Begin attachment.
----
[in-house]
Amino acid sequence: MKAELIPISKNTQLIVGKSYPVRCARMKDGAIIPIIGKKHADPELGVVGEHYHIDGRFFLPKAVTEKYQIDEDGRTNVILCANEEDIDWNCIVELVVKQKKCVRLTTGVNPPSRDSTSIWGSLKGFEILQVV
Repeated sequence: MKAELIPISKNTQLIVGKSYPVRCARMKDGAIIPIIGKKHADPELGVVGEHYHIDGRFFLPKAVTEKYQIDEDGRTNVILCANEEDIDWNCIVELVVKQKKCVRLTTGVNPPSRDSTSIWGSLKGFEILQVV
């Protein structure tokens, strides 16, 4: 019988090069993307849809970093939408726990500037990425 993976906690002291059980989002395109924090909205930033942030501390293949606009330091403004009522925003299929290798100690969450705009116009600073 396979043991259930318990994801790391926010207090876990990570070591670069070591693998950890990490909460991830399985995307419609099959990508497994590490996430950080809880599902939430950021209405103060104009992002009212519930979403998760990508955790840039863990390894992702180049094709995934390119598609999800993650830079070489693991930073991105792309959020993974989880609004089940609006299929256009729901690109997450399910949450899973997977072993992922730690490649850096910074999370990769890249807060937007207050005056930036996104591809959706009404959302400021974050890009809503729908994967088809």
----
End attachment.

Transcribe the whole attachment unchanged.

[in-house]
Amino acid sequence: MKAELIPISKNTQLIVGKSYPVRCARMKDGAIIPIIGKKHADPELGVVGEHYHIDGRFFLPKAVTEKYQIDEDGRTNVILCANEEDIDWNCIVELVVKQKKCVRLTTGVNPPSRDSTSIWGSLKGFEILQVV
Repeated sequence: MKAELIPISKNTQLIVGKSYPVRCARMKDGAIIPIIGKKHADPELGVVGEHYHIDGRFFLPKAVTEKYQIDEDGRTNVILCANEEDIDWNCIVELVVKQKKCVRLTTGVNPPSRDSTSIWGSLKGFEILQVV
């Protein structure tokens, strides 16, 4: 019988090069993307849809970093939408726990500037990425 993976906690002291059980989002395109924090909205930033942030501390293949606009330091403004009522925003299929290798100690969450705009116009600073 396979043991259930318990994801790391926010207090876990990570070591670069070591693998950890990490909460991830399985995307419609099959990508497994590490996430950080809880599902939430950021209405103060104009992002009212519930979403998760990508955790840039863990390894992702180049094709995934390119598609999800993650830079070489693991930073991105792309959020993974989880609004089940609006299929256009729901690109997450399910949450899973997977072993992922730690490649850096910074999370990769890249807060937007207050005056930036996104591809959706009404959302400021974050890009809503729908994967088809």